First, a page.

The poster child of supersonic flight, Aerion had been working on a supersonic jet for almost two decades, but ran out of cash in May | Source: Aerion

Is the Supersonic Jet the Fast Flying Future of Aviation?

When time is money, travel becomes about speed. Getting from A to B in the shortest time possible is now a matter of finding the fastest way to fly. Over the next decade, the number of new private jets taking to the skies is expected to total 7,600 – costing buyers a combined $248bn. And, while many people own fast private jets, there may be a quicker way to cross the globe – by breaking the sound barrier.

Supersonic travel is nothing new. The Concorde, a British and French turbojet-powered supersonic passenger airliner, took flight in 1976 carrying passengers right up until 2003. This year, however, US airline United announced to “return supersonic speeds to aviation” by the year 2029, agreeing to purchase 15 new supersonic airliners produced by American company Boom.

Named the Overture, the jet will reportedly accommodate 40 to 50 passengers and the company claims it will be the ‘fastest and most sustainable supersonic airliner.’ Does this mean supersonic jets will be the fast transportation of the future?

What is supersonic travel?

Going supersonic means travelling faster than the speed of sound. On the ground, this means exceeding approximately 1,236 km/h. For a plane at an altitude of 60,000ft, it means flying faster than 1,060km/h.

At that speed, flight time is less than half. Boom, the Denver-based company building the new supersonic aircraft the Overture, says its jet could make the trip from London to New York in 3.5 hours. That’s three hours less than a typical passenger jet cruising at around 900km/h. While it seems like a no-brainer, there are a few past issues with reaching Mach 1.

The Challenges of supersonic travel

The new generation of supersonic jetliners faces the same two major problems that plagued the Concorde – noise and pollution.

A sonic boom, the noise of a supersonic jet that breaks the sound barrier, can be heard on the ground as a loud boom. It’s where the company, Boom, got its name. The noise limits where a supersonic jet can fly. In overpopulated areas, planes must maintain a lower, quieter speed until they reach the ocean where the supersonic flight can begin.

Boom, however, is confident that its supersonic Overture plane will not be any louder than other modern passenger jets.

Another issue is sustainability. To fly supersonic aircraft needs more power and more fuel. And as the world transitions to green energy, the demand for fuel guzzling jets is likely to decrease in the coming decades.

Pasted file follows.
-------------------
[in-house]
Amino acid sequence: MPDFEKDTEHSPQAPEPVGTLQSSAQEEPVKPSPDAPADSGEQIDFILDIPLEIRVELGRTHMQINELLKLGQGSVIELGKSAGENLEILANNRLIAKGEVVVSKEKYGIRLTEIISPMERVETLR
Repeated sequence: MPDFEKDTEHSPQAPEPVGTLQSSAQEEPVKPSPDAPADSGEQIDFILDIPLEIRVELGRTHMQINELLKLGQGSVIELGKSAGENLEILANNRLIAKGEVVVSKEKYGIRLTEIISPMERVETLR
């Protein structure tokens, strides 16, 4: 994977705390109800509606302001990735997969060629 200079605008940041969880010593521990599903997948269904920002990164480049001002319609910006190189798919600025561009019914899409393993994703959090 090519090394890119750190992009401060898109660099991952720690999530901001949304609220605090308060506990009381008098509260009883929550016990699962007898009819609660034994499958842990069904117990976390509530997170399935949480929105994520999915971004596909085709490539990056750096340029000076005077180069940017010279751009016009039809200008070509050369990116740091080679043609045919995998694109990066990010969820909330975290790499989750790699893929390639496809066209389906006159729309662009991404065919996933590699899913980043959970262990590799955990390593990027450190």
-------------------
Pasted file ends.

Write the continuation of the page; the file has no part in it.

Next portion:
The alternative of course is developing a sustainable private supersonic jet that doesn’t require fossil fuels. Kathy Savitt, Boom’s chief commercial officer, told the BBC she expects Overture to be operated as a “net-zero carbon aircraft”.

Although the plans are ready, is the industry at the same stage? Dr Guy Gratton, associate professor of aviation and the environment at Cranfield University, explains “the world is very far from having anything like the production capacity needed” to produce enough biofuel to power the entire aviation industry.

Commercial supersonic travel

Even after technology hindrances are solved, it still leaves the ultimate goal of any aviation company, profitability. For aircraft weight is everything. Even a slight increase in weight can add untold amounts to fuel costs. Therefore, a scaled-down cabin size to reduce outgoings will also reduce passenger-carrying capacity. This presents a challenge for any private supersonic jet company to sell enough tickets to make commercial supersonic flights viable.

According to Heritage Concorde, the Concorde earned over A$687 million for British Airways after-tax profit. However, it wasn’t until 1983, after 7 years of commercial flying, it’s believed the aircraft turned a profit. Boom, on the other hand, expects Overture to be profitable even if tickets are sold at ‘regular business-class fares.’

Private supersonic jets

There’s certainly optimism surrounding commercial supersonic airlines, but can the same be said for the private supersonic jet? With Aerion Supersonic announcing it shut down operations in May, it doesn’t look promising. The Nevada-based company planned to build the AS2 supersonic jet, a silent business jet capable of flying double the speed of commercial aircraft.

As one of the sector’s leading companies, Aerion stated that the “hugely challenging” financial environment meant it would not start production of its first supersonic jet, the AS2. The private supersonic jet was poised to be the forerunner in the private business jet market, carrying 12 passengers at over 2,000km/h.

It seems there’s no fast fix – all private supersonic jet manufacturers will be in it for the long haul.

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